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Skyscraper review: With a wide-eyed leap, the Rock makes the ridiculous believable

Sydney Morning Herald logo Sydney Morning Herald 11/07/2018 Sandra Hall

Video provided by Associated Press


M, 102 minutes


There's a good reason why Dwayne "the Rock" Johnson is one of Hollywood's most popular action men.

Unlike Tom Cruise, he frequently looks alarmed and astonished at the lunacy behind the stunts he's required to perform. While Cruise is often exasperated by the demands placed upon him, he never doubts his inner Superman will kick in when needed.

In Skyscraper Dwayne Johnson rarely seems confident of being able to get out alive. © Universal Pictures In Skyscraper Dwayne Johnson rarely seems confident of being able to get out alive. In contrast, the Rock rarely seems confident of being able to get out alive. But whatever happens, his sense of humour keeps reminding us that, behind the muscles, he's one of us.

His latest, Skyscraper, incorporates borrowings from The Towering Inferno, the Irwin Allen classic from the 1970s, along with a few unsettling reminders of London's Grenfell Tower tragedy, but echoes of Cruise's Mission Impossible: Ghost Protocol have found their way in, as well.

The highlight of Ghost Protocol was the sequence that had Cruise climbing, running and leaping all over the upper levels of the world's tallest building, the 130-storey Burj Khalifa in Dubai. It was designed by the American architect Adrian Smith, who was consulted by writer-director Rawson Marshall Thurber, and his team as they created the Rock's Skyscraper co-star, the Pearl, a 225-storey edifice soaring above Hong Kong.

Dwayne Johnson is on a mission to rescue his family. © Universal Pictures Dwayne Johnson is on a mission to rescue his family. Naturally, Johnson will repeatedly risk his life clambering up, down and around it. And – eat your heart out, Tom Cruise – he'll do it with a prosthetic leg. He loses one of his own in the film's pre-credits sequence, which has him blown up in the course of his duties as the head of an FBI hostage rescue team.

When we next meet him, 10 years have passed and he's happily married to Sarah, the surgeon who treated him after the blast. She's played by Neve Campbell, whose role in Game of Cards has clearly taught her a lot about keeping her cool no matter what.

Johnson's Will Sawyer has just secured a contract to oversee the Pearl's security when a fire breaks out on the 96th floor, trapping Sarah and the couple's children. The culprits are a gang led by Dutch actor Roland Moller, an accomplished tough guy who showed his mettle in the bleak Danish WWII film Land of Mine.

Noah Taylor is one of his accomplices but the villainous effect of his performance is undercut by an excess of sneering and drawling. Never mind. Also on the team is a Lisbeth Salander derivative (Hannah Quinlivan) – a slender, leather-clad female assassin with a Louise Brooks bob and nerves of titanium or some other high-performance element.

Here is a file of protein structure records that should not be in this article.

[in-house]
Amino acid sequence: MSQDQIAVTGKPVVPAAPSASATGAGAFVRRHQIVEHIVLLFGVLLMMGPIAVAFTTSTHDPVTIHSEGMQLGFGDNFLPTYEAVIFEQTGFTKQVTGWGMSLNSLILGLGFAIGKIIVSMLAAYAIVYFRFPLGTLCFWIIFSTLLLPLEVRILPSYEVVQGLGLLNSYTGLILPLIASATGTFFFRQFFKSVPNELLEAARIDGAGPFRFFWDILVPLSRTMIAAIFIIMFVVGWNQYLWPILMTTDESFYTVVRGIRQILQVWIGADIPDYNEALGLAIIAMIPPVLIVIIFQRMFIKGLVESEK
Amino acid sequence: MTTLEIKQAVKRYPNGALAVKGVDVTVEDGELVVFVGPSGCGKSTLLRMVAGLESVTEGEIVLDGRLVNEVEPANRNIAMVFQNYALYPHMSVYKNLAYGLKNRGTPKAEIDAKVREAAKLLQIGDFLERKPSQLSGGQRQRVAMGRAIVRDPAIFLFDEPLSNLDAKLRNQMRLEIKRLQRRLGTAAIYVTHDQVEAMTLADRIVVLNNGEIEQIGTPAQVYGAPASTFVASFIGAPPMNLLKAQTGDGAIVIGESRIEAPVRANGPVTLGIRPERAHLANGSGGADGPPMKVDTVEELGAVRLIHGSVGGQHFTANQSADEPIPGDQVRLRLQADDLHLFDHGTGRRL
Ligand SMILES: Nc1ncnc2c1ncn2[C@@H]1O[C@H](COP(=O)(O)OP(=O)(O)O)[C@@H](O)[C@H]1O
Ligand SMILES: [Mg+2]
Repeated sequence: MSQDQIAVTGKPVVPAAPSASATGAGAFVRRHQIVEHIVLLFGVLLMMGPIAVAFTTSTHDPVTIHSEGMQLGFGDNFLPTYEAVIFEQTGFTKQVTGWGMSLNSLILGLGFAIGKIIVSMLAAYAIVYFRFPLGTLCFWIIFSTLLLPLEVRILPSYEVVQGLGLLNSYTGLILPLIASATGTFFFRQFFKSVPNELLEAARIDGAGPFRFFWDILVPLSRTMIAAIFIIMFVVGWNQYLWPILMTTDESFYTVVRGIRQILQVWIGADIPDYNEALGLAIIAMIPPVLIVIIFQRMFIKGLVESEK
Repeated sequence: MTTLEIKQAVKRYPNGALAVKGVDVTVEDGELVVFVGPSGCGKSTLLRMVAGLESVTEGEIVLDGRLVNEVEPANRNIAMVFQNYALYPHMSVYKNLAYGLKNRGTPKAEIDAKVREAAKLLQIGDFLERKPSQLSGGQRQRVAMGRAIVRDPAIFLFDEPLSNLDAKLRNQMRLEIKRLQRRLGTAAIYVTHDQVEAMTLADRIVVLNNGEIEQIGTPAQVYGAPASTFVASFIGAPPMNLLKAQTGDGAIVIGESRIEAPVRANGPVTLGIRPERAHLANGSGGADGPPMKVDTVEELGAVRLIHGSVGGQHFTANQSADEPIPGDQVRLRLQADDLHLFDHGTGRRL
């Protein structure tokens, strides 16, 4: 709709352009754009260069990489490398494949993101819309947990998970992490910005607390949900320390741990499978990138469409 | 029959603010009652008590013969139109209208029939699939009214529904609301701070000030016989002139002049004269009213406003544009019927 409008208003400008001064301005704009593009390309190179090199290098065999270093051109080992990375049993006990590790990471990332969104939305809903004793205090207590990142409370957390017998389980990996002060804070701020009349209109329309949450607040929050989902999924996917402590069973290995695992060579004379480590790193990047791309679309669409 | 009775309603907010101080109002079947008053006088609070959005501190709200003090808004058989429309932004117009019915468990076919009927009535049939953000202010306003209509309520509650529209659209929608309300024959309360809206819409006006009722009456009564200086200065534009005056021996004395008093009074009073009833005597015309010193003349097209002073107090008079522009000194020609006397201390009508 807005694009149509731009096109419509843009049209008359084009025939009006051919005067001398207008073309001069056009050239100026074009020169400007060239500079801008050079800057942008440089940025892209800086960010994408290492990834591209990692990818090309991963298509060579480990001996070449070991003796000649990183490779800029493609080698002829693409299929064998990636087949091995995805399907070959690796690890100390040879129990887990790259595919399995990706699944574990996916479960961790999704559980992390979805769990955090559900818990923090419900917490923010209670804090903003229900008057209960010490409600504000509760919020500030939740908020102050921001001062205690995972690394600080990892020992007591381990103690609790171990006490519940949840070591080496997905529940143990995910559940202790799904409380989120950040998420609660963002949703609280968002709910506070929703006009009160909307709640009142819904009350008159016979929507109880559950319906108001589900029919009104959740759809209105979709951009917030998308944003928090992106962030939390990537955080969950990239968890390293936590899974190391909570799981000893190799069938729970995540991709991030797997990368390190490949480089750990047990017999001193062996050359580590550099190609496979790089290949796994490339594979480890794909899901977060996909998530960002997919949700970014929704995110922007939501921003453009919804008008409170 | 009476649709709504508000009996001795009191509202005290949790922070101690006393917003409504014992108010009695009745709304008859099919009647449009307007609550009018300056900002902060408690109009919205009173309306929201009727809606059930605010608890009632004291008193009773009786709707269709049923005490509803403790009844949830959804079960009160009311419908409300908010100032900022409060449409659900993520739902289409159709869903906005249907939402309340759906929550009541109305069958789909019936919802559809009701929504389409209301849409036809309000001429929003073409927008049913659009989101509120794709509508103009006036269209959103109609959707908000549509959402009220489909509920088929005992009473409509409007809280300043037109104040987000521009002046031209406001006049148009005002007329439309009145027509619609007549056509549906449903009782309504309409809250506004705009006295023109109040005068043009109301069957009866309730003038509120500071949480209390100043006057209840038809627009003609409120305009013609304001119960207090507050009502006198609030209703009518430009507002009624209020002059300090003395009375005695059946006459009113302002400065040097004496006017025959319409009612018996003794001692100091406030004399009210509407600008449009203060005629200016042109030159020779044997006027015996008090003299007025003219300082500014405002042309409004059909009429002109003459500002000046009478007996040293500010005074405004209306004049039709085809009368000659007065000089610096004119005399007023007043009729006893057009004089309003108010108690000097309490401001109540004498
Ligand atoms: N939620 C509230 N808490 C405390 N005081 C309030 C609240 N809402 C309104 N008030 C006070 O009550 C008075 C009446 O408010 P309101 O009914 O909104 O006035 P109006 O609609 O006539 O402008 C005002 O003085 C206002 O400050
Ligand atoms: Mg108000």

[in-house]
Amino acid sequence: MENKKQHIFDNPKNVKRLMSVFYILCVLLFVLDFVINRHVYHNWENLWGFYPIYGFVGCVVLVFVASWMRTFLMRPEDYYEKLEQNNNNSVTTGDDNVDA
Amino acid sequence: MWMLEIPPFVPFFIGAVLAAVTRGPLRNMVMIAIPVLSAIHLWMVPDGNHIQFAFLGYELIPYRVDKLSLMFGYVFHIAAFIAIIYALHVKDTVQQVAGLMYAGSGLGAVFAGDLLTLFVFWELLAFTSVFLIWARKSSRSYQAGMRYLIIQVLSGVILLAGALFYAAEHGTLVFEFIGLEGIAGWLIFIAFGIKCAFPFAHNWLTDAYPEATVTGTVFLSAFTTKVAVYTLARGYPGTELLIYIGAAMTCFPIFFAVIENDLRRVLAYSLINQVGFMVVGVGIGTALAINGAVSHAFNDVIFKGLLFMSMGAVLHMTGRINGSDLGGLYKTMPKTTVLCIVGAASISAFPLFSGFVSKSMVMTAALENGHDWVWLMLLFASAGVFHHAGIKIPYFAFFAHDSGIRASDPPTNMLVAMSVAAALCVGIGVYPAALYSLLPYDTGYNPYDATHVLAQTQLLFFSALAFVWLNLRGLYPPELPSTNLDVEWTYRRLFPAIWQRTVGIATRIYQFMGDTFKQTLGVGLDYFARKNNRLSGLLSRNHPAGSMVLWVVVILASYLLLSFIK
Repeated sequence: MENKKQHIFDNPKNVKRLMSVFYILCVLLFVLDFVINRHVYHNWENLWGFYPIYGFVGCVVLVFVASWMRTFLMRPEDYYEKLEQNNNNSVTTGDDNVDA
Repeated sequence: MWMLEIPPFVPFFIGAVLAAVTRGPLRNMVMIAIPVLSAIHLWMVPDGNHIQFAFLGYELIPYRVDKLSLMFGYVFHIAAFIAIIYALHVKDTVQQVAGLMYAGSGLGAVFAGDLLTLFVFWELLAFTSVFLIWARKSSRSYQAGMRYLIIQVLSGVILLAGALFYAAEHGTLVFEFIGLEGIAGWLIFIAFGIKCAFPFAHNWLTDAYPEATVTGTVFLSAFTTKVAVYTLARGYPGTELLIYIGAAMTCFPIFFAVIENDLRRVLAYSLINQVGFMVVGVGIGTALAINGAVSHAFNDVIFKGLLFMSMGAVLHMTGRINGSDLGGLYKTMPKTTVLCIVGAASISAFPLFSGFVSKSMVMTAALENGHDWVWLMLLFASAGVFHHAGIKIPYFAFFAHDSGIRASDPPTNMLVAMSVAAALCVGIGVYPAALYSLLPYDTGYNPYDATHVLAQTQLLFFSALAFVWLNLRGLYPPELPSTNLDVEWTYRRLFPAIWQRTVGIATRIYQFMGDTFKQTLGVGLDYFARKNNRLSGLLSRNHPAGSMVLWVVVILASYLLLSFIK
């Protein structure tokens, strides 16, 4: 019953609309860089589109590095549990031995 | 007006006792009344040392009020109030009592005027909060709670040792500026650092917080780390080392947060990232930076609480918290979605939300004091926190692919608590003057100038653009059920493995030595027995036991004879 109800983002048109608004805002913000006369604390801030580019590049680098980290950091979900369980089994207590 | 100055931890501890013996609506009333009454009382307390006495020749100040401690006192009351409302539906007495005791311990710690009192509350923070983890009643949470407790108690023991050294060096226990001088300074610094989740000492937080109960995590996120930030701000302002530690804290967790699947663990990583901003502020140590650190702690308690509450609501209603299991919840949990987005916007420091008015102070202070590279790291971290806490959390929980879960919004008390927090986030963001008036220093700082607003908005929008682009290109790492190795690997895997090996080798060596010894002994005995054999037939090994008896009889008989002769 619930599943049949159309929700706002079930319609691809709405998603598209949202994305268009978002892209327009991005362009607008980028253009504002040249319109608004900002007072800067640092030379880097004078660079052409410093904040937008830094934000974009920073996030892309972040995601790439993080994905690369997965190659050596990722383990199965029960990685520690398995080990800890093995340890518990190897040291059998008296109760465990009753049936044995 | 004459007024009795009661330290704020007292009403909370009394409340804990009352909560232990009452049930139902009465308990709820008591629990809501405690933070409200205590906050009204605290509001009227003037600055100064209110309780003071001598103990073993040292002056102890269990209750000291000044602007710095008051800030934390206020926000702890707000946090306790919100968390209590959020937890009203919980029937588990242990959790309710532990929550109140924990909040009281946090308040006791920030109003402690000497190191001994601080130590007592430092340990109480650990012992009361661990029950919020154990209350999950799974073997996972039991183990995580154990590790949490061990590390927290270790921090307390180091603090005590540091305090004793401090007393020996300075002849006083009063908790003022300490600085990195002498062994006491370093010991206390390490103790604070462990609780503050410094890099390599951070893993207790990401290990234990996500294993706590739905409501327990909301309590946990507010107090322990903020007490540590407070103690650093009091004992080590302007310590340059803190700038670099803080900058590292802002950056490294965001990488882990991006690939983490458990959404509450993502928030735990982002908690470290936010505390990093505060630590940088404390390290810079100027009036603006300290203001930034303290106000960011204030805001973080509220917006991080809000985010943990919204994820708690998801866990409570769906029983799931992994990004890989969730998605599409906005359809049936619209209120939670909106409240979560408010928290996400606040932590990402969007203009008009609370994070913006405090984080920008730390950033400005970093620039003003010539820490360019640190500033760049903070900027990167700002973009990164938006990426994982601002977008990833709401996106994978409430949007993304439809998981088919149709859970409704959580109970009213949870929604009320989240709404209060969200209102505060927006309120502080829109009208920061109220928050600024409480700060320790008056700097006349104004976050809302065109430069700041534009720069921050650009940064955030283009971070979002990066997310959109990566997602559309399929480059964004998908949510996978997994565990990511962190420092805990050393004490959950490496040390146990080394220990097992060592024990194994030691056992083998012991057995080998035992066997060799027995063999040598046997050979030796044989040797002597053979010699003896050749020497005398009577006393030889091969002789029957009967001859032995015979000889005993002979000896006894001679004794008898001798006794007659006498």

They're out to avenge themselves on the Pearl's owner, a Chinese billionaire so bent on the survival of his creation that little else matters, including his own life. So it's up to Will to save his family. But first he has to find them, which means getting into the building at a level above the fire line without the aid of a helicopter. Furthermore, one of his kids suffers from asthma. When it comes to dreaming up ways to raise the stakes, the film's writers have no shame.

Neve Campbell and Dwayne Johnson manage to keep their cool in Skyscraper. © Universal Pictures Neve Campbell and Dwayne Johnson manage to keep their cool in Skyscraper. A roll of duct tape plays a big part in the Rock's array of rescue techniques and there's a similarly old-fashioned, rough-and-ready feel to many of the stunts, despite all of the Pearl's fabulously high-tech accessories and futuristic features.

Computer systems may be able to perform remote-control miracles but they're all hackable and in the end, nothing can compare to the Rock's durable combination of muscle and Boy Scout know-how. He's either going to crash or crash through, yet despite the fact that we know exactly which of those alternatives is going to prevail, there's a sweaty-palmed potency to the scenes that have him dangling in the air, smashing through high-tensile glass or dreaming up another seemingly impossible way of propelling himself through space.

And all the while, he looks panicky, wide-eyed and as if he wishes he were doing anything rather than playing these suicidal games – which is the way he should look if we're to care at all. Humility can pay off – as he regularly demonstrates with the size of his annual earnings.

Pictures: Dwayne ‘The Rock’ Johnson’s style evolution

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